• Is it appropriate to use an animal model if an alternative, nonliving system would work, albeit less well?
  • If the use of an analgesic or anesthetic would alter body chemistry in a way to compromise the data obtained, should the need for accurate data outweigh the concern for alleviating pain and suffering?
  • If an animal can survive an experiment, what is one’s obligation to sustain its life after the experiment is completed? Should the species of animal involved weigh in to the decision (i.e., should one feel differently about preserving the life of a rat versus a chimpanzee?)
  • Is repeated experimentation on a single animal justified if it means sacrificing fewer animals overall?

Sample Scenarios

1. From: HHMI Ethics in Biomedical Research
Case Study: Research Using Awake, Behaving Monkeys

Prepared by Denis A. Baylor, Ph.D.
HHMI Senior Scientific Officer

Rita is a first-year graduate student fascinated by neuroscience. She had planned to do her thesis on the neural basis of decision-making, but now she faces a dilemma. Originally, she had hoped to work with a senior faculty member with a superb reputation for research in systems neuroscience. She visited the faculty member's lab and observed the procedures for making electrical recordings and behavioral measurements in awake, behaving monkeys. She came away from this experience profoundly upset — not about whether the animals "suffer" during the measurements, but whether the knowledge gained justifies using the lives of such magnificent creatures. She now wonders how to proceed — whether to pursue this kind of work for her thesis. What should she do?

2. From: Onlineethics.org (http://www.onlineethics.org/Resources.aspx?resource-type=29_772)
Interpreting Consent for Research on Archived Tissue

by Thomas H. Murray, Ph.D.

A researcher believes that breast cancer occurs only when a combination of inherited and acquired genetic mutations occur, and theorizes that biopsied breast tissue might be used to detect earlier pre-cancerous mutations that might help predict who is at increased risk of cancer. The scientist wants to use archived tissue samples and correlate them with later medical records indicating whether the person went on to develop breast cancer. The scientist wants to know whether certain early mutations are especially likely to predict later cancers, or alternatively whether the sheer number of mutations in key sites in the genome might be used as an index of risk.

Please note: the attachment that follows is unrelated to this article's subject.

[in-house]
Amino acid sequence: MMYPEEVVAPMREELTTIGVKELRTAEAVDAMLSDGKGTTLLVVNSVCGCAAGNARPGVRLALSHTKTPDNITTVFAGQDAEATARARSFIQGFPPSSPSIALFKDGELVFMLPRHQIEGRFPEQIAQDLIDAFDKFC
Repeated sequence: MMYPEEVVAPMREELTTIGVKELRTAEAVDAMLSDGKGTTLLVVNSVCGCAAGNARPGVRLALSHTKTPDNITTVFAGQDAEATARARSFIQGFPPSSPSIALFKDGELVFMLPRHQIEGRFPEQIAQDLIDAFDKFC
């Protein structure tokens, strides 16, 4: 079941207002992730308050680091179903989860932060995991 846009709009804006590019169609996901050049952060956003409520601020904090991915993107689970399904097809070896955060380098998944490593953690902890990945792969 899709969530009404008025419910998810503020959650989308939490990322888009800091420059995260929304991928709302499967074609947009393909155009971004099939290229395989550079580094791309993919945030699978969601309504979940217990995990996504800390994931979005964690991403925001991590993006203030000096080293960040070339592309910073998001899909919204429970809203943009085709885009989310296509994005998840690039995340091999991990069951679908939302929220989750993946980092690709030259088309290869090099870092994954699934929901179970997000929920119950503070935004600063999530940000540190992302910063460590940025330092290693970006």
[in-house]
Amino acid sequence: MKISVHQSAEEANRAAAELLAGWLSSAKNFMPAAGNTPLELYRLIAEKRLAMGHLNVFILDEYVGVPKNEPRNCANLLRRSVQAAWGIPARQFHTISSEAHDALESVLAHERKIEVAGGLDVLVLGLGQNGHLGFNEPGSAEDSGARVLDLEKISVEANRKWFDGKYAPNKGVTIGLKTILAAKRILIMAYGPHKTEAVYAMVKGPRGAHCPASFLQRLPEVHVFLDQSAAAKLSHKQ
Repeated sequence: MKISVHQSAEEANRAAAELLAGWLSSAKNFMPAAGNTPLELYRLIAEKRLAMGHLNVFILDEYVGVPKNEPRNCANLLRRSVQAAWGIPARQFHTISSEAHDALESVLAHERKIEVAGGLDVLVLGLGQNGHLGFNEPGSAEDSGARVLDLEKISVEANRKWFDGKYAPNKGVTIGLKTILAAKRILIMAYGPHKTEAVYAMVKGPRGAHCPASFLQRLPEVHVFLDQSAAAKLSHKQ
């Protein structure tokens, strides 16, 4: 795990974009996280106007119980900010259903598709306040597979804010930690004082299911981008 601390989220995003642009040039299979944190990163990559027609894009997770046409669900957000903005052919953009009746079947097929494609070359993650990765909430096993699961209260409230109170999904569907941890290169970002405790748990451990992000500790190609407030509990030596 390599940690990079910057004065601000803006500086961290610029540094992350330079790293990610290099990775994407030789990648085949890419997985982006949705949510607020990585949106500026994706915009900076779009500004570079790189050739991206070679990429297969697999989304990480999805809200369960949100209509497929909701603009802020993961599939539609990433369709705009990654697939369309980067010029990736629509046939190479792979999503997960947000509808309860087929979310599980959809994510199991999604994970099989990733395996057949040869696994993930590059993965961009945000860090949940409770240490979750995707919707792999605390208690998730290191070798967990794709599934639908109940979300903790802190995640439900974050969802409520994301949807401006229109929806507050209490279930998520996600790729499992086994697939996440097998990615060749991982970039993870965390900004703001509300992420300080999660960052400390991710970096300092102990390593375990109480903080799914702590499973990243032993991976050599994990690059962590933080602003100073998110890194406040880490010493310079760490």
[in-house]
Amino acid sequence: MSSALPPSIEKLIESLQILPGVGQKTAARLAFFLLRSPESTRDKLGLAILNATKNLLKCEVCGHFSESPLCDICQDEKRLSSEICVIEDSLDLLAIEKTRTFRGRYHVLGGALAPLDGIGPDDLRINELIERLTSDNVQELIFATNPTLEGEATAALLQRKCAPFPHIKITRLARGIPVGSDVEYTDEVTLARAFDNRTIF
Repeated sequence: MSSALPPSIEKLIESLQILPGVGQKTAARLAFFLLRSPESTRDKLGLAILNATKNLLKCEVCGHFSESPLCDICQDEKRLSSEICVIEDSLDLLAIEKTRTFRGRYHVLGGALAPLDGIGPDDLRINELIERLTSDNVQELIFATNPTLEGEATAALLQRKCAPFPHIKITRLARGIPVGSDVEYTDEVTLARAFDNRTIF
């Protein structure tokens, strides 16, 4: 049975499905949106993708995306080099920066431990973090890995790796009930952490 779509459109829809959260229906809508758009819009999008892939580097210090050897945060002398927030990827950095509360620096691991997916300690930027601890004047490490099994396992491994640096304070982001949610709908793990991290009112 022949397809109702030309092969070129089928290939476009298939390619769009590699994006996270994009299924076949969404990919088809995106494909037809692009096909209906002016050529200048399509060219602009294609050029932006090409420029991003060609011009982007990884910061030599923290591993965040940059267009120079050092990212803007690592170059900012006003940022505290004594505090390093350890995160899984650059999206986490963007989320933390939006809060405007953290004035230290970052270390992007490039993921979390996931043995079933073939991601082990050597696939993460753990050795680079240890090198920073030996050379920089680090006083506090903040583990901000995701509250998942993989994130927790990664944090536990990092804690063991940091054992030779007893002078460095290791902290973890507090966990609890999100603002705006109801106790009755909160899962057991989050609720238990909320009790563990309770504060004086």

Given the latency of breast cancer, the scientist prefers tissue at least ten to thirty years old, for which there is accurate and complete medical follow up. Unfortunately, at the time the tissues were obtained, informed consent for their use in research was either not asked at all, or was obtained through a very brief and general consent form. Neither researchers nor patients anticipated this kind of research when the tissues were gathered.

    • Were the consents given then adequate to use the tissue for research today?
    • What if no record of consent exists for a particular sample?
    • Should the persons be tracked down and asked to consent specifically for this study?
    • What are the reasons for or against this course?

3. When the Proposed Research May be Objectionable to the Source of the Tissue

by Thomas H. Murray, Ph.D.

A researcher interested in the genetics of alcoholism has identified what she believes is a candidate gene for susceptibility. Knowing the prevalence of alcoholism is especially high in certain ethnic groups, she asks a tissue repository for samples of tissue from Native Americans living in the Southwest, and from a control group of non-Native Americans from the same region. She neither requests nor needs any identifying information with each sample other than whether it is from a Native American, so that the samples could be taken from unlinked samples.

    • Is it likely that at least some people whose specimens might be used in this study might object to it? If so, what objections might they offer?
    • What arguments might the scientist proposing the study give in favor of obtaining the samples even if some of the sample sources might object if they knew the use to which it was being put?
    • Should institutions or funders of research require that potentially objectionable research be subject to special review? How might such a review be conducted, and by whom?



Marshall E. Procedures faulted in fatal asthma trial. Science 293:405-407, 2001.


Marshall E. Shutdown at Hopkins Sparks a Debate. Science 293:587-589, 2001.


Retraction of a paper for failure to have an approved animal protocol.
Case: ICOS and arthritis. JCI 111:701-706, 2003.

Retraction: JCI 112:1597,2003.

Editorial: JCI 112:1456, 2003.


Rutgers University School of Law Animal Rights Law Project

National Institute of Environmental Health Sciences: Why Animal Research (Information for nonscientists)